Your Newly Adopted Dog
The dog that you adopt from the shelter may be a rescued stray or a dog that someone has voluntarily surrendered for adoption.
Whether he was born in the bushes behind the laundromat or an adolescent abandoned on the streets by his once-upon-a-time owner, the streetwise stray can be a real challenge to incorporate into your life. The famous "he followed me home, can I keep him, Mom?" canine is a special animal that needs time and space, patience and understanding.
This is a dog that has had to compete to stay alive; he's fought for food, scrambled for shelter. His reliance on his inborn canine savvy kept him alive on the streets long enough to be rescued and adopted by you. Now you've comitted yourself to him, it becomes a crash course in Canine Socialization and Human Interaction 101.
If he's street-born, chances are he's never heard a toilet flush or seen a vacuum cleaner in action. He'll gobble up his food, throwing furtive glances left and right. The acoustics of the indoor environment may make him anxious. Edgy, he'll whine and pace. A sudden sound and he'll either bolt upright ready for action or slither along behind you.
Be reasonable in your expectations. Be sensitive. It's culture shock, pure and simple. Put yourself in his shoes. Just imagine that you've been snatched away from home and suddenly find yourself in an aboriginal outback community. No language or gestures in common. Communication is by trial and error. Be patient and supportive. You'll succeed.
The stray that was "previously owned" enters your home with a completely different set of baggage. Leashes, hands, rolled up newspapers and magazines, feet, chairs and sticks are just some of the pieces of" training equipment" that may have been used on this dog. Words like "come here" and "lie down" may bring forth a reaction other than the one you expected. Or maybe he led a sheltered life and was never socialized to children or sidewalk activity. This dog may be the product of a never-ending series of scrambled communications and unreal expectations.
As an adolescent or adult dog, he's already formed his opinion regarding humans. Be prepared to meet with confusion, reluctance and resistance as you retrain this fellow. He may flinch when you reach to pet him, make a sudden move or raise your voice. But don't let yourself be held hostage by thoughts of past cruelties and abuse. Don't treat him like a victim. The key here is confidence. Build his with consistent training and you'll turn him around.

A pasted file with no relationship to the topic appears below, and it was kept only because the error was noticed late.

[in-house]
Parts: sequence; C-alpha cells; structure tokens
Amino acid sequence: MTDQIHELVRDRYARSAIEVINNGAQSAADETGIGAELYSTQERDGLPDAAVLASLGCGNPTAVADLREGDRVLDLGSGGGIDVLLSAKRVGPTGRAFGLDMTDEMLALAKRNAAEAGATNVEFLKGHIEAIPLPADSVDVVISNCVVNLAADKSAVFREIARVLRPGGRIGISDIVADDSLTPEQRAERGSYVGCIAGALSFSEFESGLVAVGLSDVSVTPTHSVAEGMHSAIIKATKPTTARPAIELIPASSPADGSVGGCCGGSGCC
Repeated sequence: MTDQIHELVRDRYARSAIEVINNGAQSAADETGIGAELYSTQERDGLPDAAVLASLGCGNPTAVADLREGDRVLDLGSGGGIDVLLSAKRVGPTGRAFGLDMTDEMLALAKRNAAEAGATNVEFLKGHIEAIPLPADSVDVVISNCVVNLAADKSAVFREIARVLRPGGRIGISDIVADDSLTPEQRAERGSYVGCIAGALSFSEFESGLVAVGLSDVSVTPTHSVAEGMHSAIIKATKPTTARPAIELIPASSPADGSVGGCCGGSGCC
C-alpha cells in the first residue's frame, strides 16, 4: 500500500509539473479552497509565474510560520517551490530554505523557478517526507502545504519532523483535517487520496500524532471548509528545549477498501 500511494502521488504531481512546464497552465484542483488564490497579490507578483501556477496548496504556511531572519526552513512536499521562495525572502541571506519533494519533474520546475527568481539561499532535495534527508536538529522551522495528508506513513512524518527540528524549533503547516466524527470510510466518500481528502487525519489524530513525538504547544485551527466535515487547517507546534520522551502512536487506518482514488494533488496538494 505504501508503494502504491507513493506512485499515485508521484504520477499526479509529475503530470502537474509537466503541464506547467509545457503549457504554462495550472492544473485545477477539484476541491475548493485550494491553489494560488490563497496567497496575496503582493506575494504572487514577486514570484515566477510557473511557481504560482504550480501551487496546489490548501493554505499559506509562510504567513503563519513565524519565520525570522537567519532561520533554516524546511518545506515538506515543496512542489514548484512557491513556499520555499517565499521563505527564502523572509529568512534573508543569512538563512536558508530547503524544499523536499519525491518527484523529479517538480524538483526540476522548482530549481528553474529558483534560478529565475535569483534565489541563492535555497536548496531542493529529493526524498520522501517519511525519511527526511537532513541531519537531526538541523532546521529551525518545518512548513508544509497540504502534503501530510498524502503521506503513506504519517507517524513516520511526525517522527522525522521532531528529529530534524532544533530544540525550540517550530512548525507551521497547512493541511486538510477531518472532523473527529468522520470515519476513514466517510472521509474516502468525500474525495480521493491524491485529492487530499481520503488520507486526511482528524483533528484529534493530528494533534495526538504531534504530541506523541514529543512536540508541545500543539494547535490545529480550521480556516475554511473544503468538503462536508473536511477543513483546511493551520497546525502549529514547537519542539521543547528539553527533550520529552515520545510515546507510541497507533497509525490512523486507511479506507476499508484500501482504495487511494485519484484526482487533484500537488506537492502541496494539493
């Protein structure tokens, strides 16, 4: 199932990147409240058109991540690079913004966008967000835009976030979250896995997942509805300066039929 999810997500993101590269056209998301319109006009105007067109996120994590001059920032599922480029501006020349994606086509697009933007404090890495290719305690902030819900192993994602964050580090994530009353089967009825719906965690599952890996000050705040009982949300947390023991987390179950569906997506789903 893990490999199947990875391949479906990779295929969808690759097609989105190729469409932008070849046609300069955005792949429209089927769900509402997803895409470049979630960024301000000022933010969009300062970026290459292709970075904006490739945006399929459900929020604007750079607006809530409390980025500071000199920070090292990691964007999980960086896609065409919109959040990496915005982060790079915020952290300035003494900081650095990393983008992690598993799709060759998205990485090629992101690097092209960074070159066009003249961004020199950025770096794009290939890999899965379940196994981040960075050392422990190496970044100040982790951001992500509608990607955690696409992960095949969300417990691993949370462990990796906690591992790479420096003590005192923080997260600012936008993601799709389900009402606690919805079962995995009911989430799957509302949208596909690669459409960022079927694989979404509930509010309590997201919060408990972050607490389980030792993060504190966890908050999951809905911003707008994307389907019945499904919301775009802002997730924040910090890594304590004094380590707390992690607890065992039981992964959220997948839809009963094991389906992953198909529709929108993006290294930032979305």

The dog that has been voluntarily surrendered for adoption may have somehow let someone down. Not housebroken, too active, too noisy, destructive when left alone, too friendly. Or maybe he's a victim of circumstance. Divorce, an owner who died, is ill or was arrested. A newborn who is allergic. Whatever the the familiar smells that make him feel good all over. He misses them, he mourns them. His pack, his family ... where are they?
When you get him home, he's confused and disoriented. Sights and sounds are simultaneously familiar and unfamiliar; things are jumbled up. He jumps on the couch and bed, he drinks from the toilet bowl, barks at the phone and makes wild lunges at strangers. In another life, these behaviors may have been encouraged or maybe just not discouraged. Don't worry; he'll catch on. He'll get past it all. He'll become your dog.
Taking on the responsibility of a dog with a past is hard work. At first, it may seem overwhelming. Most of the problem behavior you'll encounter is an expression of the dog's inability to cope with the demands of your personality and lifestyle. Make sure you and he are indeed suited for each other; that you can meet his needs for activity and companionship according to his breed type. Things may proceed slowly; you'll hit frustrating learning plateaus. But if you're committed you'll get there. Remember that the basic period of adjustment can be anywhere from six to twelve weeks. Go into this with your eyes open... and then stand back and marvel at the transformation. . . it will knock your socks off!
© ASPCA, Revised 2001